Saint John’s, Memphis, Tennessee
October 16, 2016
In the Gospel reading from Luke’s Gospel, we hear the story of the persistent widow who pestered the judge who finally gave her justice to get rid of her. Does that mean that God is like a crooked judge? I don’t think so. Does it mean that we should pester God like a poor widow? No, The point is that God is NOT like the crooked judge and that those who call on God do not have to pester God into doing anything. God is always more ready to answer than we are to call.
Perseverance: continued patient effort. Perseverance is a frequent theme in the Lord’s teaching. We think of perseverance regarding our continuing to pray and to continue following our Lord to the place where he has gone. That is certainly true, but I submit to you and me that what is more extraordinary is God’s perseverance – the Holy Ones continued patient effort! Nowhere is this more dynamic more clearly revealed than in the life of Jacob.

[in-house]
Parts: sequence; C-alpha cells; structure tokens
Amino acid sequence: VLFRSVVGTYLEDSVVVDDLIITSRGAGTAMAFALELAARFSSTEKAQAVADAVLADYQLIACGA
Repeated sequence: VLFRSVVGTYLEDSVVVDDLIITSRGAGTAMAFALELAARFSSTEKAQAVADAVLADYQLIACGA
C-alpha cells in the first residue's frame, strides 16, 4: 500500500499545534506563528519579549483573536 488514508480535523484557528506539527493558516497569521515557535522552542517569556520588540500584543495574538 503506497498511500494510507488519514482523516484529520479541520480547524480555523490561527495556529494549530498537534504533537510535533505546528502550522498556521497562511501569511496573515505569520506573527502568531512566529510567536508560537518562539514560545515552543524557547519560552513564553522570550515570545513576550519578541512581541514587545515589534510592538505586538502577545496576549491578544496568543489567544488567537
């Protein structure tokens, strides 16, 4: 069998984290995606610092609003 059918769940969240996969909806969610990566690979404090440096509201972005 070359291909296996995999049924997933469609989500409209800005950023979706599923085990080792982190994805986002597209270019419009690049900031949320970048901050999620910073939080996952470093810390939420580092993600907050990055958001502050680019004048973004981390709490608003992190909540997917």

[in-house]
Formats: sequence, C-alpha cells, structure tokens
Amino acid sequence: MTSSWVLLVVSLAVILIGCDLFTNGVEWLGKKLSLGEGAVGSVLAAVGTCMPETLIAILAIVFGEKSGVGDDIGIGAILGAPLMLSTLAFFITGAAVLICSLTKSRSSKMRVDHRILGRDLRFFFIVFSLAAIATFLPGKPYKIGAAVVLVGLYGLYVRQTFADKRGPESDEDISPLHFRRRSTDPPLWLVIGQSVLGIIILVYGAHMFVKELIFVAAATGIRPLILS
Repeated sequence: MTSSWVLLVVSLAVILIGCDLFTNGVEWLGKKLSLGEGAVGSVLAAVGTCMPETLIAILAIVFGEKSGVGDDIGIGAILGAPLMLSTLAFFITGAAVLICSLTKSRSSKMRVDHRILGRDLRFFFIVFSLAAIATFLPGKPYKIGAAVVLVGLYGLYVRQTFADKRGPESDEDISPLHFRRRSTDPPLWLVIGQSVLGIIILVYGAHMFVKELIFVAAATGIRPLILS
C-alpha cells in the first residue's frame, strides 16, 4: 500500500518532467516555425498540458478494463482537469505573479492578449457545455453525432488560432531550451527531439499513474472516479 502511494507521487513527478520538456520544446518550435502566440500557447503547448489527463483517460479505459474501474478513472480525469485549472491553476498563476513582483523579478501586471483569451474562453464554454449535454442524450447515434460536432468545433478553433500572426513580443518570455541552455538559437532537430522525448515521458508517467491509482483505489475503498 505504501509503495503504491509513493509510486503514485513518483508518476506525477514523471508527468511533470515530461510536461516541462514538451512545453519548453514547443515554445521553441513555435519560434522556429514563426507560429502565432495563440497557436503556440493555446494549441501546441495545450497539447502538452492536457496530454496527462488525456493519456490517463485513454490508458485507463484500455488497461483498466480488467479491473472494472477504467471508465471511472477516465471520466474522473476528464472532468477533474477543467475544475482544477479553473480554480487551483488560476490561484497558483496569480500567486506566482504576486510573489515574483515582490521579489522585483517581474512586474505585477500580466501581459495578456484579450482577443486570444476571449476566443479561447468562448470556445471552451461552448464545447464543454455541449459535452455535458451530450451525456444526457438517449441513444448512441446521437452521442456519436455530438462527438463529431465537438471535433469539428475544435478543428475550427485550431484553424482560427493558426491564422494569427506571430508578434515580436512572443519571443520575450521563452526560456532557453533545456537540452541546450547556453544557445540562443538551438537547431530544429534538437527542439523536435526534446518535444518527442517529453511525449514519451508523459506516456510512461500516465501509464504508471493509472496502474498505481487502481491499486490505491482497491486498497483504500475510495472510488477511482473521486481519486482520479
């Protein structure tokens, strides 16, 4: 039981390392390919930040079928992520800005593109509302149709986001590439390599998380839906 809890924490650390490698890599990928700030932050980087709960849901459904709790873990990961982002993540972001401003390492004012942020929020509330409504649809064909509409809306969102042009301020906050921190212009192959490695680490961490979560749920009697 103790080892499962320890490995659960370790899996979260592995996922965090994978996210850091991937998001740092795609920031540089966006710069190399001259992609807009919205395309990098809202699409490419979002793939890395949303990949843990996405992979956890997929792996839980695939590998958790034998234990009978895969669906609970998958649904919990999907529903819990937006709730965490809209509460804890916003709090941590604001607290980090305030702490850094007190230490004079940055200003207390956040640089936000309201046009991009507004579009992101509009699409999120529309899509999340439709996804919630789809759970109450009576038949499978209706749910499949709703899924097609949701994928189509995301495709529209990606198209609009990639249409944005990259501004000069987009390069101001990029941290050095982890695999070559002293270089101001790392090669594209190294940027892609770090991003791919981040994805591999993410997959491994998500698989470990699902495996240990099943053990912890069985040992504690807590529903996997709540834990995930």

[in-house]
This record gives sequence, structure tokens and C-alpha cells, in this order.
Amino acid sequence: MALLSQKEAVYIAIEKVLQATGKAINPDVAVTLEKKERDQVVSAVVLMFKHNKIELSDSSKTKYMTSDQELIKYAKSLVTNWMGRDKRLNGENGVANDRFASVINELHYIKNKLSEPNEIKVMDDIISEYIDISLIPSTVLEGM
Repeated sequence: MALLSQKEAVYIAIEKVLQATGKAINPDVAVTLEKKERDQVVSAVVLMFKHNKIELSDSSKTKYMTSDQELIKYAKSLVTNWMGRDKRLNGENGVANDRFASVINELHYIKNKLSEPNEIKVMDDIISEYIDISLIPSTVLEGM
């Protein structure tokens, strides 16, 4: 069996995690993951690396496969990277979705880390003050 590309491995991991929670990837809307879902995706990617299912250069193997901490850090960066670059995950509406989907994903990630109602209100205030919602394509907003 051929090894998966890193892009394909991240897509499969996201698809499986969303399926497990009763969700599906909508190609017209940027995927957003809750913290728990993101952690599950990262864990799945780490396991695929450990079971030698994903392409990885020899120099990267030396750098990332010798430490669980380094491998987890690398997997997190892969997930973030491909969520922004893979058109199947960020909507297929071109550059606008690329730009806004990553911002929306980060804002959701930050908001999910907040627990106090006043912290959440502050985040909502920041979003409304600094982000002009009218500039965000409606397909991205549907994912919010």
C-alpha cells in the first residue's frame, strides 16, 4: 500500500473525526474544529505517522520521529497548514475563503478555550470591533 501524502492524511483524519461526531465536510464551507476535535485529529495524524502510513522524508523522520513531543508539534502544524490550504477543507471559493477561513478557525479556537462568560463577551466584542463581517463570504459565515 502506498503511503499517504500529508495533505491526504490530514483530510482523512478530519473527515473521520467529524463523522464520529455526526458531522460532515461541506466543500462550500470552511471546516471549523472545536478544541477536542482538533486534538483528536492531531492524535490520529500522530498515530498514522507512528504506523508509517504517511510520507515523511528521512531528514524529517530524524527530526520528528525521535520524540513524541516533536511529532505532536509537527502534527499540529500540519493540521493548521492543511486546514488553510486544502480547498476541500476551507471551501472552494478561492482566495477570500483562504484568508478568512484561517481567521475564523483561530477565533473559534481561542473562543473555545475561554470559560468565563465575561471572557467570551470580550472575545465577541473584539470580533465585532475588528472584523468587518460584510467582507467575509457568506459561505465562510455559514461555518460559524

We have the key part of Jacob’s story in today’s first reading from Genesis. But first, let me bring us review the story up to this point. Abraham’s son, Isaac, married Rebecca, the daughter of Abraham’s brother. Rebecca and Isaac had twin boys: Esau and Jacob. The boys struggled in the womb and Esau was born first with the hand of his twin firmly around his ankle. Therefore the second twin was named Jacob or heel-grabber.
The boys grew up to be very different men. Esau was a big hairy guy who liked to hunt and to be out in the field. I’m sure that he had a gun rack or maybe an arrow rack in the back of his chariot. He was sort of a Bubba, and his daddy liked him a lot. Jacob was more of a homebody, and he liked to cook and hang around the tent with his momma. Needless to say, she liked him a lot.